Family

The things we do for family. Yesterday Daughter #1 was due home to start a temporary job here in New Mexico. I arranged for a flight (yes, she’s an adult and independent, but when we can help out, we do. She isn’t rich.) for her to come visit before she got the new job. The new job meant we had to change the ticket, which isn’t a problem, but the flight changed from a month from now to next week. Needless to say, no flights were available without a fee. But what can you do? We paid and changed the flight. I”m not complaining. It beats two days of driving or three months in a Conestoga wagon.

She was due in at 11:00 PM. As I implied, we had limited options, and this was the best flight. Unfortunately, the rest of the country doesn’t have wether like New Mexico. Her flight was delayed arriving to her airport from Tampa. Four hours. Which meant that she took off at the time she should have been arriving here. Because of flight trackers on the Internet (thank goodness) we knew about the delay. I went to bed at 9:30 to sleep until I needed to wake up to get her. 1:00AM my alarm went off and I drove to the airport to retrieve her.

I’ve always loved the night. I like the lack of crowds (see my previous post), the relative silence, and I love to imagine for what reason the few people on the road are up at this hour. I actually saw a motorcycle with a man and a woman speeding (without helmets), and I do mean speeding, on the freeway. Her head was thrown back as if she was enjoying the thrill. I was torn between the appreciation of the abandon and the idiocy of riding in such a manner (the idiocy won, by the way–it may look good in movies, but this is real life and I prefer keeping mine). I saw a “nurse” driving home after a long shift waiting to jump into bed (that was for you, Brenda), two sneak thieves making their way from a “job” with their loot, and a man fleeing the house of a woman he  had made the mistake of sleeping with.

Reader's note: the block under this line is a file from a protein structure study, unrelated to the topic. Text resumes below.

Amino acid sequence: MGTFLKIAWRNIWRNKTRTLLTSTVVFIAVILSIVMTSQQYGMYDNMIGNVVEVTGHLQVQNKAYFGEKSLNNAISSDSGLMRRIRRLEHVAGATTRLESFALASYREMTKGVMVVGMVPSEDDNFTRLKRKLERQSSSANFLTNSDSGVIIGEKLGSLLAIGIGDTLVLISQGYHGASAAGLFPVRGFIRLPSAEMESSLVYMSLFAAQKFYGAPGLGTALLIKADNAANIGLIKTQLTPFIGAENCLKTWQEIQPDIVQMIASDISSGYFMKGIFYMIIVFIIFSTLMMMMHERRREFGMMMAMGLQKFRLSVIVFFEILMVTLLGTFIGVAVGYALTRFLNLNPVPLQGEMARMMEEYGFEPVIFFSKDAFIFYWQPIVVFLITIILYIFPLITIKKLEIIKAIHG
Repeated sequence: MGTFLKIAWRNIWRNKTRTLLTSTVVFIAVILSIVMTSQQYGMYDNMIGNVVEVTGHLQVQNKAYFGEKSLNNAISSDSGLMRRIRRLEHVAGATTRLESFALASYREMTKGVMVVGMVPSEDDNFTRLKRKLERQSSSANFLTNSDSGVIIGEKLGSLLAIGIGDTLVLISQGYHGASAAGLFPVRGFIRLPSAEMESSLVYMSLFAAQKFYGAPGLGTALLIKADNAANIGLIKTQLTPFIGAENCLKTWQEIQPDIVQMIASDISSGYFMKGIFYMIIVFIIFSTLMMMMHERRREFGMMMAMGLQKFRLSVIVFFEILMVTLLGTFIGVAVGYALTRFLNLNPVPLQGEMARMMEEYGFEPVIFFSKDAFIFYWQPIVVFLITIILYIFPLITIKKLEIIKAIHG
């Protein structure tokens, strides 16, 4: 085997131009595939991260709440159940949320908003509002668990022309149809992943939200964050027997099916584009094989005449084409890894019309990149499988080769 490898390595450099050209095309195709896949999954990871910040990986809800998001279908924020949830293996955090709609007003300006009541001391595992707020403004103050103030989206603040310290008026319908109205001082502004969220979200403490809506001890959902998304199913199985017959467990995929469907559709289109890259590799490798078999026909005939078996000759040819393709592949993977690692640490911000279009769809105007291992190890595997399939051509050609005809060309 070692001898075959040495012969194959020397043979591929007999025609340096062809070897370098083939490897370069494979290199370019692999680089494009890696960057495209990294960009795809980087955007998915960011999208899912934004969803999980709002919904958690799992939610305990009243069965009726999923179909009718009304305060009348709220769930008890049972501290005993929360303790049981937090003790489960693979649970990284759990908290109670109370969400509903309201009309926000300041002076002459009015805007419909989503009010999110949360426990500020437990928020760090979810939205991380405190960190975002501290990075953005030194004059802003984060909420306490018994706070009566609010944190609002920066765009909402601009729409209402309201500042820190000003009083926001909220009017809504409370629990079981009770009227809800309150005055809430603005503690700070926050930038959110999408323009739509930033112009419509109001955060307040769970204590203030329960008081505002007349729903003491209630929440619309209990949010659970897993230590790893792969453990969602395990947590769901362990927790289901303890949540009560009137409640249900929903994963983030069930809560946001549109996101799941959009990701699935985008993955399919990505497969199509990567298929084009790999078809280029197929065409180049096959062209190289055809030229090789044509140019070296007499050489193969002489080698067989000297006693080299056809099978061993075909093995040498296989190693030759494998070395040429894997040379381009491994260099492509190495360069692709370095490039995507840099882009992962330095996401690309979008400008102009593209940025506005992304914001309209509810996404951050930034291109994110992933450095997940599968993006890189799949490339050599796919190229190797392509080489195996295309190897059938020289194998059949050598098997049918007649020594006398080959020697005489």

Two AM isn’t a time I would normally sacrifice my sleep for even if I do love the night. Society has regulated me into accepting their boundaries, not the ones I would have chosen for myself. But for my kid, I was more than willing. I was eager. Funny. For the right people you’ll do anything and not consider it a sacrifice at all.

–Gabi

Books I’m reading now:

The Mark of the Tala by Jeffe Kennedy

The Saga of Harry Potter und die Kammer des Schreckens

I am a huge Harry Potter book fan. I liked the movies okay, but the books are what I return to over and over again.

My new bracelet (that I wanted enough to overcome the frugal bone for) by Ashley Bridget.
My new bracelet (that I wanted enough to overcome the frugal bone for) by Ashley Bridget.

So a few years ago when I was traveling in Germany, I picked up the German copy of the first Harry Potter book. Why I didn’t buy more I’ll never know–probably because I didn’t have a lot of room for books with all the clothes I had to bring and all the souvenirs that came home with us on that trip–but only one book came home with me. I read it as soon as we reached home. And enjoyed it. (Although I have two gripes about two translations–one: while Schnurrbart can colloquially mean a cat’s whiskers, it threw me right out of the story to picture a cat with a mustache; two: Ein Junge überlebt does NOT have the same effect as The Boy Who Lived). So my goal became tracking down a complete set of Harry Potter in German.

Okay, you’d think–go to Amazon and order. Well, I don’t want them as ebooks (I have no problems with ebooks, but some books I must have in tangible form), and since the first one I bought was paperback, I want them all in paperback. New, not used. The paperback versions cost between $40 and $50. I understand the cost of importing, etc, but really? For a brand new unsigned, not rare paperback? Because of my upbringing (immigrant parents who were the products of war, poverty, and communist takeover), I have a very strong frugal bone that I try hard to overcome. Often with little success. I have a really hard time spending money on frivolous things (On the plus side, I live with very little debt. House mortgage, that’s all). So the quest for Harry Potter in German became a real adventure.